On October 17th, the government will reach the debt ceiling if Congress does not pass legislation to raise its borrowing limit. As opposed to the government shutdown, which has not had much impact on the economy outside of Washington D.C., breaching the debt ceiling could be a lot worse.
What is the Debt Ceiling?
The debt ceiling is a legally binding limit on the amount of national debt that can be issued by the treasury. Currently, the limit is set at $16.699 trillion. The debt ceiling was first created in 1917 as a part of the 2nd Liberty Bond Act.
Does the Debt Ceiling have Anything to Do with the Government Shutdown?
Although these two events are happening near one another, they are not related.
The government shutdown is a result of the fact that Congress was unable to pass a budget to fund the government. According to the Constitution, Congress must pass a budget. Otherwise, when the fiscal year ends, the government can no longer stay open. (Of course, most of the government still operates since its funding is independent from the budget process).
The debt ceiling is set independently in separate legislation and dictates not how much the government can spend, but how much it can borrow.
Interestingly they do slightly interact with one another. Since the government shutdown stops payment for certain activities in the government, it marginally lowers the amount the government needs to borrow. However, this really doesn't make much of a difference. According to the Washington Post, the government will still exhaust it cash balance by the end of October even with a shutdown due to the fact the government still needs to spend billions on mandatory benefit payments.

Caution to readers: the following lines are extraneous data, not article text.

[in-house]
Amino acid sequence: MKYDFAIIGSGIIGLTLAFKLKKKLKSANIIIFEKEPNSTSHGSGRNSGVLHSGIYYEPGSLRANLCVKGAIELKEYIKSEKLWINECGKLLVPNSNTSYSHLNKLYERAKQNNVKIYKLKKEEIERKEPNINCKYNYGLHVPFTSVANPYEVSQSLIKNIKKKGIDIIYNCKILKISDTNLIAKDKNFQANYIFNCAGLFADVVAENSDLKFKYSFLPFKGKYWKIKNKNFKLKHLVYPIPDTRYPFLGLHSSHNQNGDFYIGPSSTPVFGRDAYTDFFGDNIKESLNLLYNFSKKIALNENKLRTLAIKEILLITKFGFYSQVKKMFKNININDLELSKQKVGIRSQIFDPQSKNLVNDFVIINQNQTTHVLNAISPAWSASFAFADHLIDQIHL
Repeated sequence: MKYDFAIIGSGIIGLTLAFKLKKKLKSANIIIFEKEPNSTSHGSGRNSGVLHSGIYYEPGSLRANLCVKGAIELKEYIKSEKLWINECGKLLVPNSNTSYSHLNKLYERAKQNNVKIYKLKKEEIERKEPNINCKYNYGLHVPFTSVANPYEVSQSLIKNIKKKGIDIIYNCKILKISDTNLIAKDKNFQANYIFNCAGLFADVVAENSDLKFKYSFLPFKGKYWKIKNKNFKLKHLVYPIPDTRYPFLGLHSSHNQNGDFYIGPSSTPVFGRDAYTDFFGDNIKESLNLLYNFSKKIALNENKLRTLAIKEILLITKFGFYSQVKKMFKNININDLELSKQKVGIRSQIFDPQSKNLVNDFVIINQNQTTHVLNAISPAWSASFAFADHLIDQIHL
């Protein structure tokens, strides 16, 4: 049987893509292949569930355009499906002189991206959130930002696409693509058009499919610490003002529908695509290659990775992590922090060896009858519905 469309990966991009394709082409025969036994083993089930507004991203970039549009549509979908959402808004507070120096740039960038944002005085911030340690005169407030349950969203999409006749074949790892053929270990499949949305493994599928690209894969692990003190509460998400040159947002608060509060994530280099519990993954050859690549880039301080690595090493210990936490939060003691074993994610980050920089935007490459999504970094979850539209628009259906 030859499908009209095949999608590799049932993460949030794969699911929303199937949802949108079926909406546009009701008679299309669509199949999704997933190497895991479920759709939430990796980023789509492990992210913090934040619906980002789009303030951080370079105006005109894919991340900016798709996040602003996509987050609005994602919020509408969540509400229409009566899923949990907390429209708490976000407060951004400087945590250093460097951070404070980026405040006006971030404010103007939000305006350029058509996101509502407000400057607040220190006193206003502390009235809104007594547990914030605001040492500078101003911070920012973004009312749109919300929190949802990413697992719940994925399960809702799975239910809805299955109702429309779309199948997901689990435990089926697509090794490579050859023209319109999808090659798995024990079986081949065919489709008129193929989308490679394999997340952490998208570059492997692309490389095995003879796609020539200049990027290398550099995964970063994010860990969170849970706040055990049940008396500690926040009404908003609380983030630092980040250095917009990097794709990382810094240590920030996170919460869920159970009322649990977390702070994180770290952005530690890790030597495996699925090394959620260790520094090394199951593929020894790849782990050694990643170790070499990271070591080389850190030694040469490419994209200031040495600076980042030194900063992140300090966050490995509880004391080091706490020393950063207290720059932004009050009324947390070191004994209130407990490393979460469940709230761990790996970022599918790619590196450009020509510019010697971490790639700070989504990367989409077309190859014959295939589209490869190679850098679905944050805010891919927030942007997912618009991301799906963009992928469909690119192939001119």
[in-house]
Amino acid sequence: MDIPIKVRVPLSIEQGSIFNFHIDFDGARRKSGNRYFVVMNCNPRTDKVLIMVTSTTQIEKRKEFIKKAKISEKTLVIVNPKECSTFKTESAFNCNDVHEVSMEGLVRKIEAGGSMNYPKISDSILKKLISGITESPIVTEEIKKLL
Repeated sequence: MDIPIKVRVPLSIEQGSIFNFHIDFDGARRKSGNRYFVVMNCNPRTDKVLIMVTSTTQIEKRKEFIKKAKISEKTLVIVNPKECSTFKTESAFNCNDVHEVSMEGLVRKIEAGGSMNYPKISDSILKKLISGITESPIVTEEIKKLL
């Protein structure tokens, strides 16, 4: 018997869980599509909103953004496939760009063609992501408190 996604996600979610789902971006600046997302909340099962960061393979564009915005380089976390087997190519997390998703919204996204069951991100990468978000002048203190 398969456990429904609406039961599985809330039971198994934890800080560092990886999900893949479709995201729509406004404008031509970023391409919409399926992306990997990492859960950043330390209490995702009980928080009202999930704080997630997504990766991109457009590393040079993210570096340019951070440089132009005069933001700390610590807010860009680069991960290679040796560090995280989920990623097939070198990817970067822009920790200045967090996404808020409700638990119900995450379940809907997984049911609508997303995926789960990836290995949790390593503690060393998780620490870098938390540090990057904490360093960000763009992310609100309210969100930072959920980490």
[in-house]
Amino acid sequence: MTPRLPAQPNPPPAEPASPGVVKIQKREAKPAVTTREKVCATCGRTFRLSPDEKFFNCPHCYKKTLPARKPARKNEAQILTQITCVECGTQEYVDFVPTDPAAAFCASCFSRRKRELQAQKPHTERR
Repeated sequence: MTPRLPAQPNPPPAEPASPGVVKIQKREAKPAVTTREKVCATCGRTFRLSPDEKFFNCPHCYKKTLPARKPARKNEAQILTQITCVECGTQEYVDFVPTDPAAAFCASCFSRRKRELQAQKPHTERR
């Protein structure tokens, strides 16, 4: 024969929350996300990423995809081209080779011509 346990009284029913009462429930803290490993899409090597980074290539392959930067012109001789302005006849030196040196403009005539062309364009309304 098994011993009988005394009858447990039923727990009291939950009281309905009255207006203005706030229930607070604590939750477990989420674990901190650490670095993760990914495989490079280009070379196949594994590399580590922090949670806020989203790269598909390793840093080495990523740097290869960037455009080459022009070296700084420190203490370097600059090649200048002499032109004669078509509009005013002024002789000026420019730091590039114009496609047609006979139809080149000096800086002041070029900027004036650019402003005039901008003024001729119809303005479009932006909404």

What Happens When We Reach the Ceiling?
Once the U.S. government reaches the debt limit, it can no longer take on any more debt. In other words, it will be left with the cash it has on hand.
According to analysis by the Bipartisan Policy Center, the month after the government breaches the debt ceiling treasury will collect $222 billion. However, it will owe $328 billion.
This means that the government will no longer be able to pay all of its bills and may not be able to pay the interest on its debt and could default.
What would a Default mean for the Economy?
As opposed to the government shutdown, which won't have much effect on the economy, a default on the debt would definitely affect the economy.
Currently, there are about $16.7 trillion of outstanding U.S. bonds. Those who hold the treasuries would risk not getting paid. This could drive up the cost of borrowing money, reduce the value of many investments, and greatly slow down the economy.
In addition, most of the bonds are owned by the Social Security Trust fund. If the government cannot pay interest on the debt it owes itself, Social Security may not be able to pay all of its benefits.
Can we Avoid Defaulting without Raising the Debt Ceiling?
This is what a lot of the current debate on the debt ceiling is over. While the Obama administration claims that reaching the debt limit will mean default, some Republicans are saying there are ways to prevent a default even if the government reaches the ceiling.
Specifically, politicians are arguing over whether the treasury can prioritize its payments. This means that the treasury can pick and choose which payments to make when the money comes in. For instance, of the $222 billion that the treasury receives in a month, it could choose to pay all of the interest payments that come due and ignore other payments. This would lessen the impact of breaching the debt ceiling.